Roughening Cedar Boards

We know about planing rough lumber smooth. But how do you make smooth lumber rough? April 30, 2006

Question
I am a cabinetmaker and I have a project to build out of cedar. The local lumber yard sells cedar boards that are smooth on one side and rough on the other. This project calls for some of the boards to be rough on both sides. Can anyone tell me what how they make rough cedar 'rough'? Itís not saw marks on the wood but a uniform roughness!

Forum Responses
(Sawing and Drying Forum)
From contributor A:
I have a sawmill business and sell rough sawn cedar. I would suggest that the roughness you mention comes from the sawing process. If it's a uniform texture, the saw blade was sharp. When the blade gets dull or hits something, the texture becomes rougher and has lines in it.



From contributor B:
As Contributor A said, they didn't make one side rough - they made one side smooth with a planer after milling. Cedar is soft - it mills without saw marks, just a rough texture.


From contributor C:
This is something that a lot of carpenters run into in building houses. Just take a hand saw or a reciprocating saw, like a sawsall, and lay the blade flat against the smooth side you want to rough up. The power tool approach is faster but easier to mess up as well. With practice and different blade types you can get several different effects, so practice a little before you do it to your best cedar board.


From contributor D:
I have used the sawsall trick and it works well. Just use a regular blade, not hollow ground. You need the ones where the teeth are bent out to the side. Lay the blade down flat on the surface and slide it backwards so you donít cut into the board. It will take a couple passes to rough it up. Use a slow speed on the saw. Very slow!!


From contributor E:
You can buy Western Red Cedar that is KD, then planed with the edges and one side smooth and the other side is "roughed" with a roughing head. This makes the boards perfectly uniform from one to the next. It is quite common and could be what you have found in your local lumber store.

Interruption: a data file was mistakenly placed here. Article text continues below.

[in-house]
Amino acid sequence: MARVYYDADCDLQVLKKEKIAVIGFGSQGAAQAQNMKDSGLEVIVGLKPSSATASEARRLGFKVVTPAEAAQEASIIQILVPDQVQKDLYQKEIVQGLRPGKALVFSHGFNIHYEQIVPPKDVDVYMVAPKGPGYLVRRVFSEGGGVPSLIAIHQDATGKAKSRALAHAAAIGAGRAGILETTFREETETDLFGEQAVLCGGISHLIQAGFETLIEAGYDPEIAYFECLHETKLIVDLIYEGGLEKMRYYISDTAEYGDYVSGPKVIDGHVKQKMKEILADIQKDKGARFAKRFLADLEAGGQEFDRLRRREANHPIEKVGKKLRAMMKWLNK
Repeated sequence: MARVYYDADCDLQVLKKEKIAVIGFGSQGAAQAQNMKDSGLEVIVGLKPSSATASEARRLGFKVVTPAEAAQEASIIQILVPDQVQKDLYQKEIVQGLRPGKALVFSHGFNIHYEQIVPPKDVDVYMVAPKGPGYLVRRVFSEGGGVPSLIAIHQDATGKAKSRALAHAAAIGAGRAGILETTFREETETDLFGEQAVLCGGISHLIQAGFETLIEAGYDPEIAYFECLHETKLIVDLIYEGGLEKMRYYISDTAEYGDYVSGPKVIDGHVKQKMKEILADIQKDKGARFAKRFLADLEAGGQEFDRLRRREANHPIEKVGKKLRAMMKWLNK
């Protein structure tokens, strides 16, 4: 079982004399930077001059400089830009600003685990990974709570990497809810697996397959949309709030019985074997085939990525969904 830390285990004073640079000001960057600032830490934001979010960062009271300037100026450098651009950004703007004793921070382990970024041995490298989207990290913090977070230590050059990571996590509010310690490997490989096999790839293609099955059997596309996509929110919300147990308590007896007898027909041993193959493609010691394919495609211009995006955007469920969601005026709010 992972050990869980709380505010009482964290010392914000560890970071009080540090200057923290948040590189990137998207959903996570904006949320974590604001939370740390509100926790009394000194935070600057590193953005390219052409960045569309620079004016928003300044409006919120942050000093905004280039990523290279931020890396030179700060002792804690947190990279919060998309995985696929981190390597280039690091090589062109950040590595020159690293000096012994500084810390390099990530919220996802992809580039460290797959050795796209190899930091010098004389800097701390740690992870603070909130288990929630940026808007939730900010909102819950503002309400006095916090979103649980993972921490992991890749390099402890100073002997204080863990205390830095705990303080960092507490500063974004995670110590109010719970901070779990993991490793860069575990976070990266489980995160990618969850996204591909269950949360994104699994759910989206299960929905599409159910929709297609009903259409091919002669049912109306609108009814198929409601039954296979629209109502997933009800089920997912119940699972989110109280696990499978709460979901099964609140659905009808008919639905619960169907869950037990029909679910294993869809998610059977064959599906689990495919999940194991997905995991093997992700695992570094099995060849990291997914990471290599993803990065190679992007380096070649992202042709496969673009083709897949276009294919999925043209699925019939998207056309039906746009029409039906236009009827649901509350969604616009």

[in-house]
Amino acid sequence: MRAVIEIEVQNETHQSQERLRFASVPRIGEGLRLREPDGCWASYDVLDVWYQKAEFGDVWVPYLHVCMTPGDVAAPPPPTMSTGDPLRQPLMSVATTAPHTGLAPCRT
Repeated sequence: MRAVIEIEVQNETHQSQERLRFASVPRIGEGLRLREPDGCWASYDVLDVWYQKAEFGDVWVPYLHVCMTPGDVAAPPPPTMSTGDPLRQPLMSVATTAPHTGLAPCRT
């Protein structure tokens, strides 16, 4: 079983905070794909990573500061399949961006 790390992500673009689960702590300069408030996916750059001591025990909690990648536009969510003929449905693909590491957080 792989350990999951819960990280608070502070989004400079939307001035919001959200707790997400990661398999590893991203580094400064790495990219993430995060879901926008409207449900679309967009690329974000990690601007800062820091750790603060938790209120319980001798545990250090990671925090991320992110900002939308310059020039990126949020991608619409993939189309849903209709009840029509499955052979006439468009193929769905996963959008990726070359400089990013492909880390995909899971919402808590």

From the original questioner:
The roughness I have is uniform and the pattern runs horizontal with the grain. I tried to duplicate it with a bandsaw but no luck. To Contributor E: What is a roughing head? Can I make something to duplicate the look?


From contributor E:
I really don't know what the roughing head looks like. I have just seen a lot of Cedar with the look you described, and when I asked about it they gave me the information that I passed on. The lumber I am talking about came from British Columbia.


From contributor F:
The mill may have started with a rough 2 x whatever, surfaced it s4s, then resawn it down the middle to get the S1S2E with a resawn face.


From contributor E:
Not the lumber I have seen. It is obvious that it is not a saw blade cut - band or circle.


From contributor G:
I have done several jobs that require rough lumber. I made a jig on the bandsaw that worked well. Let me see if I can describe it:

Take a piece of lumber and cut on an angle of about 15 degrees. Don't cut all the way through the piece but deep enough that you can fit the width of the bandsaw blade in the cut. Put the cut piece in the blade with only about a sixteenth of the teeth sticking out. This will form an angled fence. If you run the board across the blade it will rough up the face of the board. You can adjust how rough the board will be by how much of the blade you leave sticking out of the angled fence.



From the original questioner:
I found the answer to uniform roughness on cedar. After calling several cedar mills in BC Canada I was directed to a mill tooling company. The process is called comb-face. They run the boards through a planer with 3 heads. The last head has serrated knives, like a fine tooth saw blade. Thatís why the pattern runs the length of the board. Thanks for all the input - now I'll have my old planer knifes serrated!